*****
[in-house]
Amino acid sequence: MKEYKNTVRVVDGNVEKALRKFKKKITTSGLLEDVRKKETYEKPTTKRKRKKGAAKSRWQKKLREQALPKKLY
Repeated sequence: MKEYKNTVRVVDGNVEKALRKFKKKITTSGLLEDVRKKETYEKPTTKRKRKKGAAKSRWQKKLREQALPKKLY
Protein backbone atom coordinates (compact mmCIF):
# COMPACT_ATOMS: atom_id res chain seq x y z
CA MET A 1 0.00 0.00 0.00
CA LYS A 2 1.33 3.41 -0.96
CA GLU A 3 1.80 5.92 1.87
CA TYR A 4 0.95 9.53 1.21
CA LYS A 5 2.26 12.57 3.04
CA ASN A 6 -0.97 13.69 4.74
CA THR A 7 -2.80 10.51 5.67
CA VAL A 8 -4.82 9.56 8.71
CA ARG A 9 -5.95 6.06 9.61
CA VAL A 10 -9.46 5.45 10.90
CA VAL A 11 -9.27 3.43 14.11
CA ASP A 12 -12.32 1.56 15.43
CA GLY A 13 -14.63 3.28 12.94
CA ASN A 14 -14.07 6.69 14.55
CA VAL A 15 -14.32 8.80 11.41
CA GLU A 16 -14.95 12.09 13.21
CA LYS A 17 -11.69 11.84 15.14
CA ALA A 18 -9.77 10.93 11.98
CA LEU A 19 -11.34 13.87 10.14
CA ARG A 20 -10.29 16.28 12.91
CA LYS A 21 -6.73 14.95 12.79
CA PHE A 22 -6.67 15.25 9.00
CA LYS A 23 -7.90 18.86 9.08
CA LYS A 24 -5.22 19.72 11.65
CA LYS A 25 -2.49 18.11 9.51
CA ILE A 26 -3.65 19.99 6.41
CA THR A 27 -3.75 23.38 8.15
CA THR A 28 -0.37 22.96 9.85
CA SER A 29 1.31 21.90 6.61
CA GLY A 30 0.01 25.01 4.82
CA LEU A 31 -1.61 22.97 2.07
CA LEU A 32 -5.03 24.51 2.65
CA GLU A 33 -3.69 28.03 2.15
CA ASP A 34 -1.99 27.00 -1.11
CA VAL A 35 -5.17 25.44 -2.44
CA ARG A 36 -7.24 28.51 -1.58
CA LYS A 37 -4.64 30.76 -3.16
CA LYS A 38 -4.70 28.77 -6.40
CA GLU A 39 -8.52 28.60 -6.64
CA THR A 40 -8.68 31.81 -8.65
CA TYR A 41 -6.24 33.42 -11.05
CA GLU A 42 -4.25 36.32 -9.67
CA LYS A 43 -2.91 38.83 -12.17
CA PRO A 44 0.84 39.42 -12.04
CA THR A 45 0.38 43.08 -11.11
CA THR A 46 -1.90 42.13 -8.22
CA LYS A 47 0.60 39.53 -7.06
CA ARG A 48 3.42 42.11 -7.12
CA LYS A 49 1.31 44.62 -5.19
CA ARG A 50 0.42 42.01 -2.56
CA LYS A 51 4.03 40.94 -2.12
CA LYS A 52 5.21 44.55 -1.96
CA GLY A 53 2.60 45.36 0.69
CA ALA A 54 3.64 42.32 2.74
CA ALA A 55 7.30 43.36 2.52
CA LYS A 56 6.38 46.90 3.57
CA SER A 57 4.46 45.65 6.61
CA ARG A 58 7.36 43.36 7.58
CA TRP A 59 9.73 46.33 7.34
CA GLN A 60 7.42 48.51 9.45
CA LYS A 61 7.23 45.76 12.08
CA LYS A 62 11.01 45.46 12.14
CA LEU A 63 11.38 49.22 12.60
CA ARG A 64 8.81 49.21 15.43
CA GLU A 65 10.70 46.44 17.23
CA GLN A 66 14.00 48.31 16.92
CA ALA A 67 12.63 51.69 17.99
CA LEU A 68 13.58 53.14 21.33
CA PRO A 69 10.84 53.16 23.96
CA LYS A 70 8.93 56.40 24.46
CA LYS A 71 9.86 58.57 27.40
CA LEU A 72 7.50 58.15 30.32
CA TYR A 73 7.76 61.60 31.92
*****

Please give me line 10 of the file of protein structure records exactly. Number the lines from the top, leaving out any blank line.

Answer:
CA LYS A 5 2.26 12.57 3.04